Injury Immunodeficiency – Cannabis THC : CBD Ratios

Injury Immunodeficiency Research Dashboard

3

Primary Studies

1

Related Studies

4

Total Studies

Clinical Studies

0

Double-blind human trials

0

Clinical human trials

Pre-Clinical Studies

2

Meta-analyses/Reviews

1

Animal studies

0

Laboratory studies

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CannaKeys has 4 studies associated with Injury Immunodeficiency.

Here is a small sampling of Injury Immunodeficiency studies by title:


Components of the Injury Immunodeficiency Research Dashboard

  • Dosing information available for Injury Immunodeficiency
  • Chemotype guidance for treating Injury Immunodeficiency with cannabis
  • Synopsis of cannabis research for Injury Immunodeficiency
  • Individual study details for Injury Immunodeficiency

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Overview - Injury Immunodeficiency

Description of Injury Immunodeficiency

In trauma-induced immunodeficiency syndrome a significant portion of the central nervous system sustained injury from trauma, stroke, or spinal cord injury for example, which in turn can increase vulnerability to develop infections. CNS-based injury can disturb the critical balance between the immune system and the central nervous system which in turn can result in a weakened immune system and resulting infections such as pneumonia for example. Indeed, infections are a lead cause of death for patients with CNS Injury-Induced Immunodeficiency Syndrome. CNS injury negatively effects cell-based immunity via three major pathways of neuroimmunomodulation: the hypothalamus–pituitary–adrenal axis, the sympathetic, and parasympathetic nervous systems.

Disease Classification

Condition: Injury Immunodeficiency
Disease Family: Nervous System Disorder
Organ System: Immune System, Nervous System
ICD-10 Chapter: Certain disorders involving the immune mechanism
ICD-10 Code: D89.9

Injury Immunodeficiency Symptoms:

Impaired immune responses, endotoxemia (endotoxins aka lipopolysaccharides or LPS produced by gram positive bacteria), cerebral hypoxia-ischemia, oxidative stress, can lead to sepsis, septic shock.

Also known as:

CNS Injury-Induced Immunodeficiency Syndrome, central nervous system injury-induced immune deficiency syndrome.

Drug Interactions

THC Interaction with Pharmaceutical Drugs

  • THC can enhance the effects of drugs that cause sedation and depress the central nervous system, such as benzodiazepines, barbiturates, and alcohol, for example. 
  • THC is metabolized by and an inhibitor of a number of enzymatic liver pathways referred to as cytochrome P450. There are more than 50 enzymes belonging to this enzyme family, a number of which are responsible for the breakdown of common drugs such as antidepressants (e.g. amitriptyline, doxepine, fluvoxamine), antipsychotics (haloperidol, clozapine, stelazine), or beta-blockers (propranolol, theophylline, warfarin).  Thus patients taking these classes of medication may find that THC increases the concentration and effects of these drugs as well as the duration of their effects.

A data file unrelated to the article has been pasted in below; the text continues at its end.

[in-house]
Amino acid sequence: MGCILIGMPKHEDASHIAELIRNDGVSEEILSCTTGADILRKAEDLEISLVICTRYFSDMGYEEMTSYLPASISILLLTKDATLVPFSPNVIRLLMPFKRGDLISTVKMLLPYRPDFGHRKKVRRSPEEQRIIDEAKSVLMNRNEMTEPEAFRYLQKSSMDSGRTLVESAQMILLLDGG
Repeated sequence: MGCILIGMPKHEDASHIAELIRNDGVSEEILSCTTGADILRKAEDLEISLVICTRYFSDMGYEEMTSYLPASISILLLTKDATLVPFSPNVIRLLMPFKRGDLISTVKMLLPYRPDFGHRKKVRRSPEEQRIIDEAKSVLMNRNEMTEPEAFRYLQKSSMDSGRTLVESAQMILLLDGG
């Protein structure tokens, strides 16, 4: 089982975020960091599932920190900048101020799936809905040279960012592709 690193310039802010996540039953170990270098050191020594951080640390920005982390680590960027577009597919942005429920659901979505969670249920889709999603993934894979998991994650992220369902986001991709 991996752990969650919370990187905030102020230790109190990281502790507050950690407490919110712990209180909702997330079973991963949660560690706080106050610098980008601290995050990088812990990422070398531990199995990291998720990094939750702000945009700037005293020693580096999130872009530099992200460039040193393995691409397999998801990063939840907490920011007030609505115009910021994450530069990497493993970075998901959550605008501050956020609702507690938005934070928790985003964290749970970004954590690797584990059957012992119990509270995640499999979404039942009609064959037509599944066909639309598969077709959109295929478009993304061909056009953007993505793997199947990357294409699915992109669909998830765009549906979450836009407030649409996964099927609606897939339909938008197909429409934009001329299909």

• Clinical observation suggests no likely interactions with other pharmaceuticals at a total daily dose of up to 20mg THC.

CBD Interaction with Pharmaceutical Drugs

  • CBD may alter action on metabolic enzymes (certain drug-transport mechanisms), and as such may alter interactions with other drugs, some of which may produce therapeutic or adverse effects. For instance, CBD interacts with the enzyme cytochrome P450 3A4 and cytochrome P450 2C19, increasing the bioavailability of anti-epileptic drugs such as clobazam (a benzodiazepine). This makes it possible to achieve the same results at significantly lower dosages, reducing treatment costs and risks of adverse effects. 
  • Groups of drugs affected include: anti-epileptic drugs, psychiatric drugs, and drugs affecting metabolic enzymes, for example.
  • Clinical observations suggest no likely interactions with other pharmaceuticals at a total daily dose of up to 100mg CBD

Dosing Considerations

THC Dosage Considerations

  • THC micro dose:  0.1 mg to 0.4 mg (0.001mg/kg to 0.005mg/kg)
  • THC low dose:  0.5 mg to 5 mg (0.006mg/kg to 0.06mg/kg)
  • THC medium dose:  6 mg to 20 mg (0.08mg/kg to 0.27mg/kg)
  • THC high dose:  21 mg to 50+ mg (0.28mg/kg to 0.67mg/kg)
Formula for converting a set dose into mg/kg considerations: mg ÷ kg = mg/kg
(sample conversion calculated on a person weighing 75kg)

CBD Dosage Considerations

  • CBD low dose:  0.4 mg to 19 mg (0.005mg/kg to 0.25mg/kg)
  • CBD medium dose: 20 mg to 99 mg (0.26mg/kg to 1.32mg/kg)
  • CBD high dose:  100 mg to 800+ mg (1.33mg/kg to 10.7mg/kg)
  • (upper limits tested ~1,500mg)
Formula for converting a set dose into mg/kg considerations: mg ÷ kg = mg/kg
(sample conversion calculated on a person weighing 75kg)
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Information on this site is based on scientific studies (human, animal, or in vitro), clinical experience, or traditional usage as cited in each article. The results reported may not necessarily occur in all individuals. For many of the conditions discussed, treatment with prescription or over-the-counter medication is also available. Consult your physician, nutritionally oriented health care practitioner, and/or pharmacist for any health problem and before using any supplements or before making any changes in prescribed medications.